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Getting ready for class: Icebreaker

Form and/or Function

Fostering appropriate ways of participating in a dance class, creating access and inclusion is a process that the teacher can and needs to guide. This includes getting the participants to meet each other, to work collaboratively, encouraging trial and error, contributing, making informed choices, creating their own movements, etc. Games are a great way to practice these social and learning behaviours.

The teaching approaches presented here value diversity and creating access. This relies on the participants’ ability to work collaboratively, articulate ideas, make choices and to problem solve.

It is not enough to state these values and learning behaviours in words; this is something that needs to be practiced. Some games particularly lend themselves to a new class group: facilitating first meeting, integrating new participants, marking the start of a new term and/or to introduce and practice specific learning strategies.

Notes on our approach

There are of course numerous icebreaker games. During the research week we used the almost ubiquitous Move Around the Space and then played Starting and Stopping, first led by the teacher by calling out, then by the participants taking turns calling out ‘stop!’ and ‘start!’, and then by sensing the stops and starts as a group. Simple as it is, this was an important practice: to register the teacher’s voice, to have a voice as a participant, to establish taking turns and to develop a sense of the group.We developed this game by continuing to move around the space and playing Find Others who Share a Similar Trait, focusing on very generic characteristics like:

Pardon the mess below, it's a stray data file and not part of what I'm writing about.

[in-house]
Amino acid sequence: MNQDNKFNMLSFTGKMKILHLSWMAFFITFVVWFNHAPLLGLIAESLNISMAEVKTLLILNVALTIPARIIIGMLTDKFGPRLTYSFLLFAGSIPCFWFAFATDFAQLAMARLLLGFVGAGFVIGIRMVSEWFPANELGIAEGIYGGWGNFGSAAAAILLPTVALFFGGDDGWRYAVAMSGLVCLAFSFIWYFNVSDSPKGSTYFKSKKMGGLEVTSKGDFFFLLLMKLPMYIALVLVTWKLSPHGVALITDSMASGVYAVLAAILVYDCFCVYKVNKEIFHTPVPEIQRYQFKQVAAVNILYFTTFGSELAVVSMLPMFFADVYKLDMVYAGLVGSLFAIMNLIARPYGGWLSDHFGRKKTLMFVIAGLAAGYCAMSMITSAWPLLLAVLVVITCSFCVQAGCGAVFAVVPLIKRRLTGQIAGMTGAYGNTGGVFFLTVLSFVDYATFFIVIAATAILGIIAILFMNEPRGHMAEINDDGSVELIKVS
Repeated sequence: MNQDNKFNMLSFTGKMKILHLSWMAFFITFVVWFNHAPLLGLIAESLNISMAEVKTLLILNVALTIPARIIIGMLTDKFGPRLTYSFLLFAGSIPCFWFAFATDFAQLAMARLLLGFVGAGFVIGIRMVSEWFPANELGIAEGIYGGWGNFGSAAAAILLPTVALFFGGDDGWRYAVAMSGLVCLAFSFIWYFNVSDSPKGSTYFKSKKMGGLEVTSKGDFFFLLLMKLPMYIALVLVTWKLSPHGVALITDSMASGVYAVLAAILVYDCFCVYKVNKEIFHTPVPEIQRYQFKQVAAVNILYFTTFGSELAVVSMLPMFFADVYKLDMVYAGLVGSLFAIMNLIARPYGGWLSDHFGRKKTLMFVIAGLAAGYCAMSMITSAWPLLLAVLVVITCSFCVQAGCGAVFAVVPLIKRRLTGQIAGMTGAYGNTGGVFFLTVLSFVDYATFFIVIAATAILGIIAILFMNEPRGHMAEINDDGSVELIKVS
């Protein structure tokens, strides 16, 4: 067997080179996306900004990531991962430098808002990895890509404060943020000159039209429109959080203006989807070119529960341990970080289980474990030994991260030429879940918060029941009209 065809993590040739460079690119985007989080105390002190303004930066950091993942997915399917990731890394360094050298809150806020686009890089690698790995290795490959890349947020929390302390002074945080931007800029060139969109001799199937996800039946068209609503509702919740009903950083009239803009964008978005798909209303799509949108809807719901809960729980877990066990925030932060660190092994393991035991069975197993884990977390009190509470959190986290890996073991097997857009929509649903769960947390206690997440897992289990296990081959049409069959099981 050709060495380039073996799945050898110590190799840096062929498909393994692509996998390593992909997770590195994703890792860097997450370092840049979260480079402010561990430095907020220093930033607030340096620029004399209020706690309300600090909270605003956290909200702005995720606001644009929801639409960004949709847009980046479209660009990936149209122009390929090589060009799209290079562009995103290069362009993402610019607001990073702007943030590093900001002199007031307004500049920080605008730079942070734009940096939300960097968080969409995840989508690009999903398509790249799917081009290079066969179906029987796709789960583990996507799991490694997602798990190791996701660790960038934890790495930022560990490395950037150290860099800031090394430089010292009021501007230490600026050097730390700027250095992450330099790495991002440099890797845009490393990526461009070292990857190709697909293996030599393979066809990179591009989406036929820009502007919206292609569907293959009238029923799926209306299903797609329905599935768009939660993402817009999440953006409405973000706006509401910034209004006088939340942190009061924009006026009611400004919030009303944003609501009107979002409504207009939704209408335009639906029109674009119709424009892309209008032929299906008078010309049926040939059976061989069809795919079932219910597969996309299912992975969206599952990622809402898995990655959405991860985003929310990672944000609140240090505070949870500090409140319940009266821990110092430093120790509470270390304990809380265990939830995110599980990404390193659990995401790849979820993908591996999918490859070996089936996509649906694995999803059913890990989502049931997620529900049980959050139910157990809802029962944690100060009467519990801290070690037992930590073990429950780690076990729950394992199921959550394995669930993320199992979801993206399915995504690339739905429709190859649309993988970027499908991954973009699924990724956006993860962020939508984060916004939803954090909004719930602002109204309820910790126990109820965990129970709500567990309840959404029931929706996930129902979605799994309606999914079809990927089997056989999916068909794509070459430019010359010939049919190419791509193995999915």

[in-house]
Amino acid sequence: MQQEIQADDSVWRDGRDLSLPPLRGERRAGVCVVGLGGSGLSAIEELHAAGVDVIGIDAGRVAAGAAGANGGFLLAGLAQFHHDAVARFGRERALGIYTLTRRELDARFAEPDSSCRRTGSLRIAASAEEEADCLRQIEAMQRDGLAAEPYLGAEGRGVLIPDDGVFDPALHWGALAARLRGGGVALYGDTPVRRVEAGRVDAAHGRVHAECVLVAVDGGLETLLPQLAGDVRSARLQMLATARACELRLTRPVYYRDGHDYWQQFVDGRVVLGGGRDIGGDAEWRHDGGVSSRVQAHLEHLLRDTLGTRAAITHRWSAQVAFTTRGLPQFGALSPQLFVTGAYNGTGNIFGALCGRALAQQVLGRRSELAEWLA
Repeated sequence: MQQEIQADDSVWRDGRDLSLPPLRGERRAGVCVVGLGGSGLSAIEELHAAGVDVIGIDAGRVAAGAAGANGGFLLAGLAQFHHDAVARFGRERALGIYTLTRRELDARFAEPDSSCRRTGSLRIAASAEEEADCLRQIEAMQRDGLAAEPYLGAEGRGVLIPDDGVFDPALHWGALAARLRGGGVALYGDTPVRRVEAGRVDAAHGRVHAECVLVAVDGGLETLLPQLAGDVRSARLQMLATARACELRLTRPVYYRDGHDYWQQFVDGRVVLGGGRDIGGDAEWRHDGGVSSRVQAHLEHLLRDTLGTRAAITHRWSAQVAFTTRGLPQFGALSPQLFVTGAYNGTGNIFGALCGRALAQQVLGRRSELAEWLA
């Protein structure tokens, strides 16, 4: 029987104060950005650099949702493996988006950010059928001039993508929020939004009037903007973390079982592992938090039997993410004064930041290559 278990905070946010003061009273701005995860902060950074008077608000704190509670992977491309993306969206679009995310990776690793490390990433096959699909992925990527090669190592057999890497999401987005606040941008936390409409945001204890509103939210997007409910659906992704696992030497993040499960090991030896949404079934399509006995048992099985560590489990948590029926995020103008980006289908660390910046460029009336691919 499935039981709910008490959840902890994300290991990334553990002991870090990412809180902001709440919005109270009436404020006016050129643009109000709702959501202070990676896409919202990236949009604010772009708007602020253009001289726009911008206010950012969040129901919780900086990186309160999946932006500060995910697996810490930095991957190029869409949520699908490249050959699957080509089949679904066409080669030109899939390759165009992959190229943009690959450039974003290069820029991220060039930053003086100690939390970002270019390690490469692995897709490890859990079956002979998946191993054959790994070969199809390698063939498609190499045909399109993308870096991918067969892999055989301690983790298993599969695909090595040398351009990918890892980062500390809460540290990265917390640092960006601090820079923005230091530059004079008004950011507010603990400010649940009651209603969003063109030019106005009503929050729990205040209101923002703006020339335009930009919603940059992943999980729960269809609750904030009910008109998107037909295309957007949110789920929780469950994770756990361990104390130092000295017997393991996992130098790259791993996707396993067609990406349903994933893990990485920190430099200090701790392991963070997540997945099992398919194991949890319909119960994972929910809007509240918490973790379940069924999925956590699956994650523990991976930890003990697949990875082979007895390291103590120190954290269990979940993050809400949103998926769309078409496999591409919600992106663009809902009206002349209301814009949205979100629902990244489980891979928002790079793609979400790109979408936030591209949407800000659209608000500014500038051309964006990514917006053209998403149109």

• Hair colour
    • Hand or shoe size
    • Height
    • Favourite food, colour, game etc.

On observing the class, the teacher can choose several suitable criteria. I deliberately avoid divisive identity categories including; race, gender, disability, etc. As a development the dancers can call out criteria. This may lead to a discussion of what categories to use, remembering what categories have been used previously, etc.

Depending on the group or task, the participants use different strategies to find partners and create matching groups. They look around, call out and declare, touch and compare.

Inevitably, the class forms groups of various sizes from: one, to pairs, small groups and potentially the whole group. As you play this a number of times, get the participants to observe how the group size and constellation changes. I may also ask each group to give themselves a name (e.g. dark haired, just the right size, reaching the cookie jar, etc.)

Playing the game allows me to point out that sometimes we share a trait with many people while at other times we are unique within a group. Sometimes we match and sometimes we contrast each other. Self-labelling is played as a game and often allows me to address such terms as ‘normal’ and suggest the use of the word ‘average’ instead, or make the use of these terms relative to the group we are working with, e.g. ‘in this group our hand size is average / medium / the majority’.